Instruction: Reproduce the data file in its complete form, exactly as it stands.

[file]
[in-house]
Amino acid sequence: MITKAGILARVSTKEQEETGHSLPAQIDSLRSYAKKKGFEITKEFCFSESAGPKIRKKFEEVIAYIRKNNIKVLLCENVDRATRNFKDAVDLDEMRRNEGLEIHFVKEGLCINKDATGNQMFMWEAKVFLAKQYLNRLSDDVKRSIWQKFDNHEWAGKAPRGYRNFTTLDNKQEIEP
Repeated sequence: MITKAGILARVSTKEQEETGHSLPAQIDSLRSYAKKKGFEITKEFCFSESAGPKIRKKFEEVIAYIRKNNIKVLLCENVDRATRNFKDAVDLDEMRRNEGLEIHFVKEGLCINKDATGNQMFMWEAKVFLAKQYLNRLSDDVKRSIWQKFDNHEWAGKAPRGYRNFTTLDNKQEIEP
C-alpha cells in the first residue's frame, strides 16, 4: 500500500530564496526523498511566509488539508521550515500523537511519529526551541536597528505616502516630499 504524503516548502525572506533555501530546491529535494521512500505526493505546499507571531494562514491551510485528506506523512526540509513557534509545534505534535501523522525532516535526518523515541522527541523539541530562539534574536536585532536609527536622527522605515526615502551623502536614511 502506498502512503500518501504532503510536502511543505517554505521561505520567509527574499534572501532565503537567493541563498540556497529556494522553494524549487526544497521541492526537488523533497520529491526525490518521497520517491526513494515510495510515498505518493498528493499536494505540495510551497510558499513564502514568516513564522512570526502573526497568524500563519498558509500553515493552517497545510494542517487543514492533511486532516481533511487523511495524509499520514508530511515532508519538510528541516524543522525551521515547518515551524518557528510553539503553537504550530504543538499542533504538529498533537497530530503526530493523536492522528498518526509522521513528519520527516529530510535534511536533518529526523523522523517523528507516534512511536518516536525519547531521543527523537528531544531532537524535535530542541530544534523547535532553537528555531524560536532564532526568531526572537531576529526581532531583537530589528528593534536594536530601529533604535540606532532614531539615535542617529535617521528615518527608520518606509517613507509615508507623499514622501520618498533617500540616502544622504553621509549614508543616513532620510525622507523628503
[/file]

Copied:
[in-house]
Amino acid sequence: MITKAGILARVSTKEQEETGHSLPAQIDSLRSYAKKKGFEITKEFCFSESAGPKIRKKFEEVIAYIRKNNIKVLLCENVDRATRNFKDAVDLDEMRRNEGLEIHFVKEGLCINKDATGNQMFMWEAKVFLAKQYLNRLSDDVKRSIWQKFDNHEWAGKAPRGYRNFTTLDNKQEIEP
Repeated sequence: MITKAGILARVSTKEQEETGHSLPAQIDSLRSYAKKKGFEITKEFCFSESAGPKIRKKFEEVIAYIRKNNIKVLLCENVDRATRNFKDAVDLDEMRRNEGLEIHFVKEGLCINKDATGNQMFMWEAKVFLAKQYLNRLSDDVKRSIWQKFDNHEWAGKAPRGYRNFTTLDNKQEIEP
C-alpha cells in the first residue's frame, strides 16, 4: 500500500530564496526523498511566509488539508521550515500523537511519529526551541536597528505616502516630499 504524503516548502525572506533555501530546491529535494521512500505526493505546499507571531494562514491551510485528506506523512526540509513557534509545534505534535501523522525532516535526518523515541522527541523539541530562539534574536536585532536609527536622527522605515526615502551623502536614511 502506498502512503500518501504532503510536502511543505517554505521561505520567509527574499534572501532565503537567493541563498540556497529556494522553494524549487526544497521541492526537488523533497520529491526525490518521497520517491526513494515510495510515498505518493498528493499536494505540495510551497510558499513564502514568516513564522512570526502573526497568524500563519498558509500553515493552517497545510494542517487543514492533511486532516481533511487523511495524509499520514508530511515532508519538510528541516524543522525551521515547518515551524518557528510553539503553537504550530504543538499542533504538529498533537497530530503526530493523536492522528498518526509522521513528519520527516529530510535534511536533518529526523523522523517523528507516534512511536518516536525519547531521543527523537528531544531532537524535535530542541530544534523547535532553537528555531524560536532564532526568531526572537531576529526581532531583537530589528528593534536594536530601529533604535540606532532614531539615535542617529535617521528615518527608520518606509517613507509615508507623499514622501520618498533617500540616502544622504553621509549614508543616513532620510525622507523628503